New Publication: Agent-Based Modeling of Social Conflict

Collaborating Specialist Carlos Lemos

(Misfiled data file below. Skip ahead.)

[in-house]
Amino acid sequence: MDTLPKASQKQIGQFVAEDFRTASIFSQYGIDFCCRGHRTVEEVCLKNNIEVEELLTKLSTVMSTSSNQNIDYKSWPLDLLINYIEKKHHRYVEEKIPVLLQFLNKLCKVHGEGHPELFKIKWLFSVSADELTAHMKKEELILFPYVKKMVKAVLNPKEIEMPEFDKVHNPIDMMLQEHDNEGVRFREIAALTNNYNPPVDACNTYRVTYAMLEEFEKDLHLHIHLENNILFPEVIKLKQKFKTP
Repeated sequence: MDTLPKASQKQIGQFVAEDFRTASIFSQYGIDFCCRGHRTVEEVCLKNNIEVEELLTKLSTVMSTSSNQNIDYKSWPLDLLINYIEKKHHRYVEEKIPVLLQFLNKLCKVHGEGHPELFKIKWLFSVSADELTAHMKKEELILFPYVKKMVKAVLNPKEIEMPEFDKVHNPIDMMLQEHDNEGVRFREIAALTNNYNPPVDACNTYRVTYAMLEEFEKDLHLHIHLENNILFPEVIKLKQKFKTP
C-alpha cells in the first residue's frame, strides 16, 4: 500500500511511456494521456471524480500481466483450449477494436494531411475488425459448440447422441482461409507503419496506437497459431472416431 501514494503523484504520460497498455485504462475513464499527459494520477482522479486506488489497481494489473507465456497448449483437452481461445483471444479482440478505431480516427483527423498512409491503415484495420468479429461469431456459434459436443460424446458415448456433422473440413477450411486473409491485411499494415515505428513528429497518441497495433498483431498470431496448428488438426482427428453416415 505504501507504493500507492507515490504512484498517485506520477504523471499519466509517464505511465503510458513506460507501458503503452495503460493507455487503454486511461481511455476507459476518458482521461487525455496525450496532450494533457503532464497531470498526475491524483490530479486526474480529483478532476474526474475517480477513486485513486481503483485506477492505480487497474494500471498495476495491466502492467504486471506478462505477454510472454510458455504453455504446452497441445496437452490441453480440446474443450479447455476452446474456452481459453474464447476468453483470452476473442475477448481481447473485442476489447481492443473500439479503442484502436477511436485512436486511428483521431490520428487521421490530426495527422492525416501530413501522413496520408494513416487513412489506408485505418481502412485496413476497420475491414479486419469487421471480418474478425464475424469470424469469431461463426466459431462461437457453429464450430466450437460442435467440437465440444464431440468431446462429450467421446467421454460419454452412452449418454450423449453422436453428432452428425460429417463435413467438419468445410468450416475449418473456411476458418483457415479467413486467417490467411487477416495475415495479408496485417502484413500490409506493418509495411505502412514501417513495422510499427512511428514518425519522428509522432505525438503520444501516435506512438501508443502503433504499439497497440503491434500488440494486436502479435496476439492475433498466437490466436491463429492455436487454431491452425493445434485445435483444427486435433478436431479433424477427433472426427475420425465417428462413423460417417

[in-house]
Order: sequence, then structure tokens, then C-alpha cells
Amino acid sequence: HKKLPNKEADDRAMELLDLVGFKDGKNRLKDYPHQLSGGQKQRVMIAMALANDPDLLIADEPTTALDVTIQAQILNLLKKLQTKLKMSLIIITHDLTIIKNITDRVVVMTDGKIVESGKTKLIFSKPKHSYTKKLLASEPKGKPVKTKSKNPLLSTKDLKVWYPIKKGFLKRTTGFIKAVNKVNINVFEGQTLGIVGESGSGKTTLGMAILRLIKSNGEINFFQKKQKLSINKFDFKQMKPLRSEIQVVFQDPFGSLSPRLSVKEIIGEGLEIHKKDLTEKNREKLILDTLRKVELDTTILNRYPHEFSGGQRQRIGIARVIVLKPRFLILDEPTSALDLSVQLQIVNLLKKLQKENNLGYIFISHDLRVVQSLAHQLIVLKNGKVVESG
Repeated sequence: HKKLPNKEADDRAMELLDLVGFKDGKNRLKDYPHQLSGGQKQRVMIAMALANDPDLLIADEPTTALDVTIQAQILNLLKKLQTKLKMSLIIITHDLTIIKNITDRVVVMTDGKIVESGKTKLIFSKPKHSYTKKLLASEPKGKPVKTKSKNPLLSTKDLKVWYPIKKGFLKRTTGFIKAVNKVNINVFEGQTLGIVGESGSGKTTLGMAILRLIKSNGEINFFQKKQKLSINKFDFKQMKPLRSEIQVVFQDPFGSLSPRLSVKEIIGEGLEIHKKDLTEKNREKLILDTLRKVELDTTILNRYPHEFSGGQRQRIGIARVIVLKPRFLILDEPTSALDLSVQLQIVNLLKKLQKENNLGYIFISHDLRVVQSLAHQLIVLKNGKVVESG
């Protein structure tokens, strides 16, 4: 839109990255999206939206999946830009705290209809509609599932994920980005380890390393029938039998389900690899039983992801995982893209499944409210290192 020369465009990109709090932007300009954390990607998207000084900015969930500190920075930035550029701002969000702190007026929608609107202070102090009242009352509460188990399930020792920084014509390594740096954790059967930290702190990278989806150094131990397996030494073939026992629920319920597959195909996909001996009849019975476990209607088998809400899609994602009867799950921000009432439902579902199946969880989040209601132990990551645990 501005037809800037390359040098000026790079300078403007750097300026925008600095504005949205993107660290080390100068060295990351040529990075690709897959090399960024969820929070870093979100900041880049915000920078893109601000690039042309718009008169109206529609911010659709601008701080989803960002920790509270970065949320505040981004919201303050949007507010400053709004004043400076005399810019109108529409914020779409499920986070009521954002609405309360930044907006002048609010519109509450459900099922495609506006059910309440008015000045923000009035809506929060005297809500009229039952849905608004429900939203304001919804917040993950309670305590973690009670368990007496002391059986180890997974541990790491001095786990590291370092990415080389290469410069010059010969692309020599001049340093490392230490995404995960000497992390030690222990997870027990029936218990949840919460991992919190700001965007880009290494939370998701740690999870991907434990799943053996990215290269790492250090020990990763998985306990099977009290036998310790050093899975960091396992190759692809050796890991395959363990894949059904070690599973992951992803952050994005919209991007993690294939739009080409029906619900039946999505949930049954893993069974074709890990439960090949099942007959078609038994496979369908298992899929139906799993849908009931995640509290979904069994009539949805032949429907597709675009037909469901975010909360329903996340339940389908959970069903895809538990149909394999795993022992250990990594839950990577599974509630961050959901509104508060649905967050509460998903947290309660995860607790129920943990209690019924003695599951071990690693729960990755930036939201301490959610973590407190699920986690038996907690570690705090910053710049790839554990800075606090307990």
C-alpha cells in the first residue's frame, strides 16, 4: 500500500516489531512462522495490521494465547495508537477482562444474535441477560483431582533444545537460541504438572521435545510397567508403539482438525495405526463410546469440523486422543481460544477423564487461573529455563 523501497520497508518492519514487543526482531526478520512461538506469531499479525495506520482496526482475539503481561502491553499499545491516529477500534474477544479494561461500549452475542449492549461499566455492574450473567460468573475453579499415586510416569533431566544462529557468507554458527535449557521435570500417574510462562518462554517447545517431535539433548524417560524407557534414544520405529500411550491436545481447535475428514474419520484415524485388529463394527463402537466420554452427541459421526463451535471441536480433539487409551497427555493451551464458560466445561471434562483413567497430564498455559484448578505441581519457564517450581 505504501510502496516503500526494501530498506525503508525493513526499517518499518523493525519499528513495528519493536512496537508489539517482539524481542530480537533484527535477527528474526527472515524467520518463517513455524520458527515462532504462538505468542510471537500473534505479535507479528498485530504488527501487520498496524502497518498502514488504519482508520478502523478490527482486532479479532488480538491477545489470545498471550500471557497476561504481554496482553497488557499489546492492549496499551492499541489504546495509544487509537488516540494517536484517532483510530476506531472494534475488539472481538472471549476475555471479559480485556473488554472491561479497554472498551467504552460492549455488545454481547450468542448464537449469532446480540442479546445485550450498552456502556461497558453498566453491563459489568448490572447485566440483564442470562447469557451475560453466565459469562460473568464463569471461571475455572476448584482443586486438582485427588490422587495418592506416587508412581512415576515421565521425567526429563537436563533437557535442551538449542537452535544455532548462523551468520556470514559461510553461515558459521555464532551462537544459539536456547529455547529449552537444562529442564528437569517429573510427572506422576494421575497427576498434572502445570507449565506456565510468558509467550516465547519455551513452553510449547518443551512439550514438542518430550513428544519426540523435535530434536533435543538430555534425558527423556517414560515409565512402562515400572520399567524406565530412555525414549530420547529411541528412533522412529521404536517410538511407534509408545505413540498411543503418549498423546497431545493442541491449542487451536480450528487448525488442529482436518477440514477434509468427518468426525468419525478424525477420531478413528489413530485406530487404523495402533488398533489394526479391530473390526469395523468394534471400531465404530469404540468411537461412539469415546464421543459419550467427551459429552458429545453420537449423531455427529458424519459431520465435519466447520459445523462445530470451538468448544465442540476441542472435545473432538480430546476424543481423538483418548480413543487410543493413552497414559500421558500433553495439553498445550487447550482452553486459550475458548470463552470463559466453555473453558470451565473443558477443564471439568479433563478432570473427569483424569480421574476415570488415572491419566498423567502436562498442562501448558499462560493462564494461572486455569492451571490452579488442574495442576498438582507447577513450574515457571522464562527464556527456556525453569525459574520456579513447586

Book Description: This Brief revisits and extends Epstein’s classical agent-based model of civil violence by considering important mechanisms suggested by social conflict theories. Among them are: relative deprivation as generator of hardship, generalized vanishing of the risk perception (‘massive fear loss’) when the uprisings surpass a certain threshold, endogenous legitimacy feedback, and network influence effects represented by the mechanism of dispositional contagion. The model is explored in a set of computer experiments designed to provide insight on how mechanisms lead to increased complexity of the solutions. The results of the simulations are compared with statistical analyses of estimated size, duration and recurrence of large demonstrations and riots for eight African countries affected by the “Arab Spring,” based on the Social Conflict Analysis Database. It is shown that the extensions to Epstein’s model proposed herein lead to increased “generative capacity” of the agent-based model (i.e. a richer set of meaningful qualitative behaviors) as well the identification of key mechanisms and associated parameters with tipping points. The use of quantitative information (international indicators and statistical analyses of conflict events) allows the assessment of the plausibility of input parameter values and simulated results, and thus a better understanding of the model’s strengths and limitations. The contributions of the present work for understanding how mechanisms of large scale conflict lead to complex behavior include a new form of the estimated arrest probability, a simple representation of political vs economic deprivation with a parameter which controls the `sensitivity’ to value, endogenous legitimacy feedback, and the effect of network influences (due to small groups and “activists”). In addition, the analysis of the Social Conflict Analysis Database provided a quantitative description of the impact of the “Arab Spring” in several countries focused on complexity issues such as peaceful vs violent, spontaneous vs organized, and patterns of size, duration and recurrence of conflict events in this recent and important large-scale conflict process. This book will appeal to students and researchers working in these computational social science subfields.

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